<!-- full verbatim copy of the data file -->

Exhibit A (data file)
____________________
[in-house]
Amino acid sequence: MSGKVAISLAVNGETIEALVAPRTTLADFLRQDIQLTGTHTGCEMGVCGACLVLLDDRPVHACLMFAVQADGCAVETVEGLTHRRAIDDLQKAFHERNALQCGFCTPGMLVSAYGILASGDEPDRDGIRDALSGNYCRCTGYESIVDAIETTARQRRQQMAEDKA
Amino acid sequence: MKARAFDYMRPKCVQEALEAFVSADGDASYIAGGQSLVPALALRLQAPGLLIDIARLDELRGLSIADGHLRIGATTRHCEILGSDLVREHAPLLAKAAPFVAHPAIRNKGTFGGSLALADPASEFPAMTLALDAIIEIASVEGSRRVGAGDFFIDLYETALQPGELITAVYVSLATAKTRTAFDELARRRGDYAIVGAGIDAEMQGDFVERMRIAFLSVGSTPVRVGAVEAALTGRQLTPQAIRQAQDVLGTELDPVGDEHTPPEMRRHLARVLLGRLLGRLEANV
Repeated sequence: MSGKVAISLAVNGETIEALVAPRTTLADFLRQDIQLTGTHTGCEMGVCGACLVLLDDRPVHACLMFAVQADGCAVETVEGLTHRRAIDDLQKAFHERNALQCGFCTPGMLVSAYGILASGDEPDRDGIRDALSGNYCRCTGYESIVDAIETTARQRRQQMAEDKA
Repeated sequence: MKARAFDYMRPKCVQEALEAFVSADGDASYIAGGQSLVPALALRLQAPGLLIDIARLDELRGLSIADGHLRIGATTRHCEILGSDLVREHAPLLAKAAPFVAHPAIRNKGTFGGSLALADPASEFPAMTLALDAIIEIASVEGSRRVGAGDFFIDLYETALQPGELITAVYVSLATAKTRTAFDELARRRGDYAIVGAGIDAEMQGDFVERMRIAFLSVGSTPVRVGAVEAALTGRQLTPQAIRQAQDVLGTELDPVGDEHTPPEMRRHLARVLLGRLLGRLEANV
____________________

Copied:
[in-house]
Amino acid sequence: MSGKVAISLAVNGETIEALVAPRTTLADFLRQDIQLTGTHTGCEMGVCGACLVLLDDRPVHACLMFAVQADGCAVETVEGLTHRRAIDDLQKAFHERNALQCGFCTPGMLVSAYGILASGDEPDRDGIRDALSGNYCRCTGYESIVDAIETTARQRRQQMAEDKA
Amino acid sequence: MKARAFDYMRPKCVQEALEAFVSADGDASYIAGGQSLVPALALRLQAPGLLIDIARLDELRGLSIADGHLRIGATTRHCEILGSDLVREHAPLLAKAAPFVAHPAIRNKGTFGGSLALADPASEFPAMTLALDAIIEIASVEGSRRVGAGDFFIDLYETALQPGELITAVYVSLATAKTRTAFDELARRRGDYAIVGAGIDAEMQGDFVERMRIAFLSVGSTPVRVGAVEAALTGRQLTPQAIRQAQDVLGTELDPVGDEHTPPEMRRHLARVLLGRLLGRLEANV
Repeated sequence: MSGKVAISLAVNGETIEALVAPRTTLADFLRQDIQLTGTHTGCEMGVCGACLVLLDDRPVHACLMFAVQADGCAVETVEGLTHRRAIDDLQKAFHERNALQCGFCTPGMLVSAYGILASGDEPDRDGIRDALSGNYCRCTGYESIVDAIETTARQRRQQMAEDKA
Repeated sequence: MKARAFDYMRPKCVQEALEAFVSADGDASYIAGGQSLVPALALRLQAPGLLIDIARLDELRGLSIADGHLRIGATTRHCEILGSDLVREHAPLLAKAAPFVAHPAIRNKGTFGGSLALADPASEFPAMTLALDAIIEIASVEGSRRVGAGDFFIDLYETALQPGELITAVYVSLATAKTRTAFDELARRRGDYAIVGAGIDAEMQGDFVERMRIAFLSVGSTPVRVGAVEAALTGRQLTPQAIRQAQDVLGTELDPVGDEHTPPEMRRHLARVLLGRLLGRLEANV